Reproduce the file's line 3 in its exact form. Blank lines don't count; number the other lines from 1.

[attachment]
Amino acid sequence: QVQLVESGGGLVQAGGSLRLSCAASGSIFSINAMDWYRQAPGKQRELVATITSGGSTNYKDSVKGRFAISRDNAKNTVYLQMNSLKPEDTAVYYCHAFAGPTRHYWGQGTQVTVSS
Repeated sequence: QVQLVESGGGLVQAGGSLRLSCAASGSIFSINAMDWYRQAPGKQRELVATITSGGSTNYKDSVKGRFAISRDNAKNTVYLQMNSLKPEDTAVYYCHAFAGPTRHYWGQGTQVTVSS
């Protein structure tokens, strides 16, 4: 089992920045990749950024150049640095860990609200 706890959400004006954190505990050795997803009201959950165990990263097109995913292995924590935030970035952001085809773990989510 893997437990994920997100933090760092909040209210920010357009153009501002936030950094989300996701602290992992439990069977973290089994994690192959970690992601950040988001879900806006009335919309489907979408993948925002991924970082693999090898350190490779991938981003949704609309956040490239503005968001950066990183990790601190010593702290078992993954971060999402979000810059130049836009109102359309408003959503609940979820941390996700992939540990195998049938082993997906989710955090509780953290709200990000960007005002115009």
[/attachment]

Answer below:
């Protein structure tokens, strides 16, 4: 089992920045990749950024150049640095860990609200 706890959400004006954190505990050795997803009201959950165990990263097109995913292995924590935030970035952001085809773990989510 893997437990994920997100933090760092909040209210920010357009153009501002936030950094989300996701602290992992439990069977973290089994994690192959970690992601950040988001879900806006009335919309489907979408993948925002991924970082693999090898350190490779991938981003949704609309956040490239503005968001950066990183990790601190010593702290078992993954971060999402979000810059130049836009109102359309408003959503609940979820941390996700992939540990195998049938082993997906989710955090509780953290709200990000960007005002115009």